We'll preview the latest armed robot, with aim so accurate and deadly that it virtually never misses its target and look at the difficulties of making military vehicles driverless.
The use of robots in warfare fits into some of the basic tenets of American fighting: to reduce manpower with material and to kill the enemy either at a distance or with a surrogate soldier.
In the future, the Pentagon hopes to have a ratio of 4-6 robots to every human soldier. It will be the human soldiers, not the robots, according to the Department of Defense, who will continue to make decisions of life and death...
Also see Inside Top Secret Research Lab
Rocket carrying an experimental Army strike weapon exploded early Monday after taking off from a launch pad in Alaska
U.N. officials, scientists and activists have gathered this week to debate a not-so-distant tomorrow filled with autonomous robot warriors -- but machines that can kill without human guidance are already here.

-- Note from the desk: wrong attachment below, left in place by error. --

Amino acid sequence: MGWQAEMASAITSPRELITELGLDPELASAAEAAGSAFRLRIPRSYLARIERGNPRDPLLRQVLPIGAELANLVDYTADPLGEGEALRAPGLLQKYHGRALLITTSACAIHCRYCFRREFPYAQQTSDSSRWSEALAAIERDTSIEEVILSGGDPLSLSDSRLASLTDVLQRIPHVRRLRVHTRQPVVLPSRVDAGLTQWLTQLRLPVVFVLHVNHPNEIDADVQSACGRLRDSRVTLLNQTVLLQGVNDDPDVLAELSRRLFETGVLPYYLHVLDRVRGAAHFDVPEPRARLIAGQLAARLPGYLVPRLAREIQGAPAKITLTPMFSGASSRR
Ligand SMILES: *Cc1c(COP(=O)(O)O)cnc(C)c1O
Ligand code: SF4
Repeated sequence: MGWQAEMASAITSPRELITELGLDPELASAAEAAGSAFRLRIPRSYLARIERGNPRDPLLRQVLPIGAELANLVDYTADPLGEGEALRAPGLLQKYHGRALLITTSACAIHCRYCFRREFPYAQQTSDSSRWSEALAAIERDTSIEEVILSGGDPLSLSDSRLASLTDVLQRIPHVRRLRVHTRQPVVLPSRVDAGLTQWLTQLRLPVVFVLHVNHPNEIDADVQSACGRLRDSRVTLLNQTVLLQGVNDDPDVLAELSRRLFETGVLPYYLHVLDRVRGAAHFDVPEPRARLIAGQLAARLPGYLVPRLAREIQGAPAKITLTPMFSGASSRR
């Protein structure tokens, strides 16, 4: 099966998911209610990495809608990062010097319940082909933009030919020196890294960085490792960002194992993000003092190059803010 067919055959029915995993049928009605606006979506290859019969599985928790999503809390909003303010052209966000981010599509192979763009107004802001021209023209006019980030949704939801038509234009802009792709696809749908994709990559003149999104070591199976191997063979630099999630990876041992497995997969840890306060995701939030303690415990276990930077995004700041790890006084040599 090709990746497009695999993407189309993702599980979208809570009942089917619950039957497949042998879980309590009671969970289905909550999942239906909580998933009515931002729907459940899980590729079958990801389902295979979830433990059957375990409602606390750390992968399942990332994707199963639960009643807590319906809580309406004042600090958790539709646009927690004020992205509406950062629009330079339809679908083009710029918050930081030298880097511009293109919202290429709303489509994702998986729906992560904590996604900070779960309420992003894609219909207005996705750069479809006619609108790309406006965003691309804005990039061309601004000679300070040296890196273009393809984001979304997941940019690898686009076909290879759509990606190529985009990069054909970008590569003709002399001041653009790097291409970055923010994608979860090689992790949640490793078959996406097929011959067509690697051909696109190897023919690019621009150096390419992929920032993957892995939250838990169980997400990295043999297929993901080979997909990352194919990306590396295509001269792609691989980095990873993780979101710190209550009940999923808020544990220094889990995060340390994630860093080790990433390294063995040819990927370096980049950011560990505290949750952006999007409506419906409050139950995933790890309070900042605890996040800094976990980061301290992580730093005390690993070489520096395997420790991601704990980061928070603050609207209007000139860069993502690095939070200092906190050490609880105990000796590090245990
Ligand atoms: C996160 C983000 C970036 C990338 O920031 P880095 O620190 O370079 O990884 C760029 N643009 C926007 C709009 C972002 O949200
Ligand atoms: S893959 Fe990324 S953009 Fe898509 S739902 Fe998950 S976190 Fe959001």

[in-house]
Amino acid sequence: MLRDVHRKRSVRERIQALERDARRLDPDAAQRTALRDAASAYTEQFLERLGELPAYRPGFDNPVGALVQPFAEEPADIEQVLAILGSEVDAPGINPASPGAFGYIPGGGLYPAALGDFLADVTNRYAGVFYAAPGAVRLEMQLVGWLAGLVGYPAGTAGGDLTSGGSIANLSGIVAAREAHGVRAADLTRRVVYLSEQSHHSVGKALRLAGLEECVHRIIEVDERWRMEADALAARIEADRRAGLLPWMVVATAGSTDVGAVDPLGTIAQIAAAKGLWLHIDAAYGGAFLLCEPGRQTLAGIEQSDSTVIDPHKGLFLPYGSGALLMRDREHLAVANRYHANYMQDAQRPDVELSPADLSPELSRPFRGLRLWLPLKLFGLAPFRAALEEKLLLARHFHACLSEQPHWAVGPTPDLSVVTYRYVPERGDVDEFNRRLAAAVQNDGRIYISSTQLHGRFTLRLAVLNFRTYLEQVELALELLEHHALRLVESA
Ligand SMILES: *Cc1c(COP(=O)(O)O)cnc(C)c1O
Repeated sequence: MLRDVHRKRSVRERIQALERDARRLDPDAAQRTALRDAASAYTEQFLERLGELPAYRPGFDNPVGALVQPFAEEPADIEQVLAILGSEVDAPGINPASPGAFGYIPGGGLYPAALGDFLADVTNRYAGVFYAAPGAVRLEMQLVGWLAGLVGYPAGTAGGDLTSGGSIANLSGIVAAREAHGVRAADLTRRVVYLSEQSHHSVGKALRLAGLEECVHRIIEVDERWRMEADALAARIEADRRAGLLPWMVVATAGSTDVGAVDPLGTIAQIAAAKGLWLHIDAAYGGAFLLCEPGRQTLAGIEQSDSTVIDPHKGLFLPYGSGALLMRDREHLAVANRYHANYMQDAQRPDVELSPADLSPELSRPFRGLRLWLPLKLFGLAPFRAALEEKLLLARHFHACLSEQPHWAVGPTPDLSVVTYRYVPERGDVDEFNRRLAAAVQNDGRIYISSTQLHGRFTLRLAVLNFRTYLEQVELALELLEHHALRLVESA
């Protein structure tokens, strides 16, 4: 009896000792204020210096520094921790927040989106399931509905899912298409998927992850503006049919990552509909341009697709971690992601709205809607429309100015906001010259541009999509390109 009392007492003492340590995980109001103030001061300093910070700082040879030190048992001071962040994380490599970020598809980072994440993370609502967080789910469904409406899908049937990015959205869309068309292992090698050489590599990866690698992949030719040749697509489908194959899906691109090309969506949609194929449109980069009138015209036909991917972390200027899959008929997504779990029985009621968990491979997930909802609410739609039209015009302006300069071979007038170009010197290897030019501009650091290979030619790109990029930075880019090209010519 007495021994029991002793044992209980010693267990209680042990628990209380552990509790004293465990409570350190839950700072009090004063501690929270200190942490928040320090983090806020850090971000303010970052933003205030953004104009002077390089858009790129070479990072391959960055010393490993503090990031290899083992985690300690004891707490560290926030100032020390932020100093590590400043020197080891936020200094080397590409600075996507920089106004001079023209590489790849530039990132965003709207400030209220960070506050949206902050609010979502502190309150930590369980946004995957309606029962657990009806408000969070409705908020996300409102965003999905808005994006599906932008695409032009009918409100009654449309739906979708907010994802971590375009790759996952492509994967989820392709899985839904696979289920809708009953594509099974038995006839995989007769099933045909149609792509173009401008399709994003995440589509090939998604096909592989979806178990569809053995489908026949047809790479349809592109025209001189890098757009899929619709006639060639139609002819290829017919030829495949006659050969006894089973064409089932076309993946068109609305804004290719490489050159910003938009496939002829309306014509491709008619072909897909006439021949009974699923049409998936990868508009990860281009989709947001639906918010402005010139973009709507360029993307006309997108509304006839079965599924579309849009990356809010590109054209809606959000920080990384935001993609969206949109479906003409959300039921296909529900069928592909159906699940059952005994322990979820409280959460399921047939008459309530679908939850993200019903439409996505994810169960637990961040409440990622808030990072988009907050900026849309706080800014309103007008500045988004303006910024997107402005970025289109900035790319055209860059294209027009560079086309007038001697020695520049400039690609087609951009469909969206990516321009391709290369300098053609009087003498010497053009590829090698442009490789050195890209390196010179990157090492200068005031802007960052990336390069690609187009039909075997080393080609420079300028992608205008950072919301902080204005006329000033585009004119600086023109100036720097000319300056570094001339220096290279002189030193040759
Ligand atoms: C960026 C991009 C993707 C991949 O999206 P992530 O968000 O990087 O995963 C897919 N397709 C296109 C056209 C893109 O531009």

In fact, they are already being tested by militaries across the world.
The SGR-A1 robots, developed jointly by Samsung Techwin and Korea University, can automatically detect North Korean soldiers walking over the border and could technically fire without the help of a human.
That is not how they work in practice. Instead, once the SGR-A1 detects something, it alerts an operator who can then decide to pull the trigger. Why the middleman?
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